One of the biggest (and legitimate) concerns surrounding the expansion of electric cars on our roads generally tends to fall upon the batteries. Put simply, lithium-ion has a very messy production cycle (in terms of mining/pollution), and worse, when something goes wrong, they tend to flame up in a pretty spectacular, and alarmingly quick, fashion. – Well, such worries have again seemingly be raised as a Tesla Model 3 has reportedly just spontaneously combusted… Again.
Coming in a report via ChipHell, the Tesla Model 3 in question here was reportedly parked inside an underground garage in Qibao Town, China. While it’s unclear at the time of writing whether the vehicle was currently being charged, images have surfaced online showing the absolutely devastating aftermath of the fire.
We should note that, at least at the time of writing, it’s not been confirmed whether the battery was the direct cause/source of the fire, but rest assured it certainly played a key factor in this car being absolutely gutted within literally minutes!
This isn’t the first time that a Tesla has seemingly decided to spontaneously combust. For example, back in 2019 images were released showing a Model S (also coincidentally in China) initially smoke and then practically explode with fire. – In this particular example, it does not appear that the car was being charged, but it does seem pretty clear that the battery was the direct cause in this instance.
Given the devastation left by such a blaze, it’s clearly difficult to exactly pinpoint what the cause was in either occurence. At the same time though, and putting the exceptionally combustible nature of the lithium-ion battery to one side, it’s also well-known that even minor faults, light damage, incorrect charging methods, or unexpectedly high external temperatures can lead to literally explosive results in practically the blink of an eye.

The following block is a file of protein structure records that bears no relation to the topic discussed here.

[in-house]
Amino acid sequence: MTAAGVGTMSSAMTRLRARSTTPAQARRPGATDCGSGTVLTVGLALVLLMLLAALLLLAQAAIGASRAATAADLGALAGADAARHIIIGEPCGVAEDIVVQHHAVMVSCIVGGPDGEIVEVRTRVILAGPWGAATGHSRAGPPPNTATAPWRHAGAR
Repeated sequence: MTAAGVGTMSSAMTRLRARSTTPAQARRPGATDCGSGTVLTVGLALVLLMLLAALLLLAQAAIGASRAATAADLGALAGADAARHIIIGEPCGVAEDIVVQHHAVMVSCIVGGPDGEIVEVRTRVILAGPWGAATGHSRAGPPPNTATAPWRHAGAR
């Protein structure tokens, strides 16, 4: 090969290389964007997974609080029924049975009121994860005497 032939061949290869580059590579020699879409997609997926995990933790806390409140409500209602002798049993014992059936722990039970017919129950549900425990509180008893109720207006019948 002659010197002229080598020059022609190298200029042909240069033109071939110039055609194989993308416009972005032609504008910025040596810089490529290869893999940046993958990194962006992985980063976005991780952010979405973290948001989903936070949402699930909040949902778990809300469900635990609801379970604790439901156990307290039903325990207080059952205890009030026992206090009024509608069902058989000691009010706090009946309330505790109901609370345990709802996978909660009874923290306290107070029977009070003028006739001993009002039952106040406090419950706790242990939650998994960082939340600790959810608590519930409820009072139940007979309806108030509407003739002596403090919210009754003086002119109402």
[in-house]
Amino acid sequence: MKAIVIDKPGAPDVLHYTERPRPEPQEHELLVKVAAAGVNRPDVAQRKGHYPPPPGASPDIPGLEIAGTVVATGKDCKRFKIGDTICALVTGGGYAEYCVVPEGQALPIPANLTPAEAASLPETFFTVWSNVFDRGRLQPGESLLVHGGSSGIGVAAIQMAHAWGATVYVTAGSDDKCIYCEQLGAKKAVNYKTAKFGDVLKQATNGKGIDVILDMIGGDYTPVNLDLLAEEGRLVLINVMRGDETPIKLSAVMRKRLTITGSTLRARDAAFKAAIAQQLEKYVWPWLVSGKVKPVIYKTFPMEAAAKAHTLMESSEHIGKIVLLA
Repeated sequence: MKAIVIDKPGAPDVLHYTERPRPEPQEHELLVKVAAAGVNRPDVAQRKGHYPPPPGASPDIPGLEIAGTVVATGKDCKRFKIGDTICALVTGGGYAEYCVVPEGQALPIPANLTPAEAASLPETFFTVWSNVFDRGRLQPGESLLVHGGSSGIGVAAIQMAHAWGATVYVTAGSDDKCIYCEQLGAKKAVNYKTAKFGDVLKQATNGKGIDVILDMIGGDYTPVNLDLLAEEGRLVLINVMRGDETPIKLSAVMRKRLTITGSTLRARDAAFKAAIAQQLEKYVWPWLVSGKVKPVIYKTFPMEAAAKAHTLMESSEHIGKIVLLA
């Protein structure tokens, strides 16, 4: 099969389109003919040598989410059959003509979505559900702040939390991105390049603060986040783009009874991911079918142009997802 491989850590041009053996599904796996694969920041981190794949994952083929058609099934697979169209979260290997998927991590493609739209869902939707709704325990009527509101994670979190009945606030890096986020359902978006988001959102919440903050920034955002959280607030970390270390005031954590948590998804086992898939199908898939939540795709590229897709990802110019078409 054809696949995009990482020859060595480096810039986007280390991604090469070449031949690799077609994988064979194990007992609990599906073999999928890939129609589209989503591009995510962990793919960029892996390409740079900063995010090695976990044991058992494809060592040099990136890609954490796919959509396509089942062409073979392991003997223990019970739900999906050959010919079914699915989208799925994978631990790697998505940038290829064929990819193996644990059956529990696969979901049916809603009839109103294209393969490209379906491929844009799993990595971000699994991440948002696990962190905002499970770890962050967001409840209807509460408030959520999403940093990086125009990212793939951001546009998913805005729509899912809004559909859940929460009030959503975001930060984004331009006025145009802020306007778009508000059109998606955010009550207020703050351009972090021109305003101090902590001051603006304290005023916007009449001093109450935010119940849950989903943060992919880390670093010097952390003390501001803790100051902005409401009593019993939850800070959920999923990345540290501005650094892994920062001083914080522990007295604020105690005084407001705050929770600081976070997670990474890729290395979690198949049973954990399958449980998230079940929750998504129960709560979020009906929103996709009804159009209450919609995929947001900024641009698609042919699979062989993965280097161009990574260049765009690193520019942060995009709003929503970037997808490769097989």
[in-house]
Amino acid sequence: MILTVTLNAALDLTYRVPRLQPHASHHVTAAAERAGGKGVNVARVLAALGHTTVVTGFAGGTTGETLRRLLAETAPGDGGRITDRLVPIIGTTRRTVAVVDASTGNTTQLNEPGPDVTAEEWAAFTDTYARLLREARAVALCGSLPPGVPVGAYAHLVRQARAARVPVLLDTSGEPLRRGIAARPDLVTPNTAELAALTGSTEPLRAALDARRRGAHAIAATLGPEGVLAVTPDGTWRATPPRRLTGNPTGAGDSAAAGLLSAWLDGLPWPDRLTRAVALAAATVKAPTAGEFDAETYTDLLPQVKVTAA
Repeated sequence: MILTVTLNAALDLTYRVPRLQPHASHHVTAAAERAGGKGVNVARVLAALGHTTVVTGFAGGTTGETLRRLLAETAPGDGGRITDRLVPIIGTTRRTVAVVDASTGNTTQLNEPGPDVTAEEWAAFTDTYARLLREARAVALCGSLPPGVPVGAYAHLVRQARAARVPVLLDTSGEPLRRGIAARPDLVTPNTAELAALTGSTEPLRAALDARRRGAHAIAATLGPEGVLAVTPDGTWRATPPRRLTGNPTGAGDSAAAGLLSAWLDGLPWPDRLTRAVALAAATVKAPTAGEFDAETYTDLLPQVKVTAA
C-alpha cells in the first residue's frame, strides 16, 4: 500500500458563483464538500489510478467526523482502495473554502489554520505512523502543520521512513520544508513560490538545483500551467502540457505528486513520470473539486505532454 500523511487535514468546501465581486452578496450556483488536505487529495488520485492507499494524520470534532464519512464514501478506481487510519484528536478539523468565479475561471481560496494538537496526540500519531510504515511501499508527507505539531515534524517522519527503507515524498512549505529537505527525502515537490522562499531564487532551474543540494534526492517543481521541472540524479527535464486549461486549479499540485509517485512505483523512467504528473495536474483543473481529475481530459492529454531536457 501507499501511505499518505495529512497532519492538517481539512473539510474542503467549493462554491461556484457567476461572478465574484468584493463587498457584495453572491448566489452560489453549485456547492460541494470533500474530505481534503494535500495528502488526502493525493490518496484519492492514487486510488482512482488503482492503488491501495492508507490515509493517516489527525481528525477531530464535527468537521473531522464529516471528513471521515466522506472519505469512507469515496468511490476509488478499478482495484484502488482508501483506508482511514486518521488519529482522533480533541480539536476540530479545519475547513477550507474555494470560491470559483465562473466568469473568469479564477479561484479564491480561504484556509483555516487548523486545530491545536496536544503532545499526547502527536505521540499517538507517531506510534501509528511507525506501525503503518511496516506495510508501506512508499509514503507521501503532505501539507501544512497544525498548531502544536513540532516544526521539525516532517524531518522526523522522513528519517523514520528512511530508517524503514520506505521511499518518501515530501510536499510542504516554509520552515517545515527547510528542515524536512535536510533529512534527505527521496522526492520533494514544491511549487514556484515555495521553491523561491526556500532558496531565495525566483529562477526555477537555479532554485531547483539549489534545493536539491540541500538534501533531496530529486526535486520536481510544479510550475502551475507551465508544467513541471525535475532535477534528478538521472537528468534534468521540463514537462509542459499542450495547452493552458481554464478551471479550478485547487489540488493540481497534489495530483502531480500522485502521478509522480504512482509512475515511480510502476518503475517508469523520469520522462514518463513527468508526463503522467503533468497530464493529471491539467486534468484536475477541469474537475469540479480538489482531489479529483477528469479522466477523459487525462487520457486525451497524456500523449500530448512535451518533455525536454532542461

I’m certainly not going to suggest for one second that a Tesla car is unsafe. There are way too many examples of them on our roads not turning into infernos to say that the battery technology does seem good if not excellent. I daresay, however, that Tesla will not appreciate such publicity and some investigations will be made to endeavor to find out what went wrong.
I mean, you can’t rule out the possibility of a faulty charging station causing damage to the batteries, and, overall, I see this as a far more likely source of the initial fault that led to the fires. It is, after all, more than a little strange that both of these incidents occurred in China. A country that, and let’s be polite, has something of a reputation for cutting costs wherever possible. – I mean, do you think a public charging station in China would be better than one in Europe?…
What do you think? – Let us know in the comments!
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